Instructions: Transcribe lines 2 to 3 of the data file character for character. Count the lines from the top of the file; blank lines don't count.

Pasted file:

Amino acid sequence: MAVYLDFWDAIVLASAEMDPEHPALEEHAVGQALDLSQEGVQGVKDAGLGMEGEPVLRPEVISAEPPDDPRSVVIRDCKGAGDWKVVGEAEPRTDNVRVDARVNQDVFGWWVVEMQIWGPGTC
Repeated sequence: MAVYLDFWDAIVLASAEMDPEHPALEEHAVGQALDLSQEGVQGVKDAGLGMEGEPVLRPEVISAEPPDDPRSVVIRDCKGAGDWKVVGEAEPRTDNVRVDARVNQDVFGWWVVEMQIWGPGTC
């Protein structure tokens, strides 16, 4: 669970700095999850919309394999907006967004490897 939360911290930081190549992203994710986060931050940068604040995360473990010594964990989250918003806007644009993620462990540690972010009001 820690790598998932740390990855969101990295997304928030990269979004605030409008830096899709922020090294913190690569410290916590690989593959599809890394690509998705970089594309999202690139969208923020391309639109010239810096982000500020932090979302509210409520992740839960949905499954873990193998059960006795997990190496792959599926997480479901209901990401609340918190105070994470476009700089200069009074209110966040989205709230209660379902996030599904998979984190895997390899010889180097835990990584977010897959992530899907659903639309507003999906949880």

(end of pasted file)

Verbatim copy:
Repeated sequence: MAVYLDFWDAIVLASAEMDPEHPALEEHAVGQALDLSQEGVQGVKDAGLGMEGEPVLRPEVISAEPPDDPRSVVIRDCKGAGDWKVVGEAEPRTDNVRVDARVNQDVFGWWVVEMQIWGPGTC
């Protein structure tokens, strides 16, 4: 669970700095999850919309394999907006967004490897 939360911290930081190549992203994710986060931050940068604040995360473990010594964990989250918003806007644009993620462990540690972010009001 820690790598998932740390990855969101990295997304928030990269979004605030409008830096899709922020090294913190690569410290916590690989593959599809890394690509998705970089594309999202690139969208923020391309639109010239810096982000500020932090979302509210409520992740839960949905499954873990193998059960006795997990190496792959599926997480479901209901990401609340918190105070994470476009700089200069009074209110966040989205709230209660379902996030599904998979984190895997390899010889180097835990990584977010897959992530899907659903639309507003999906949880």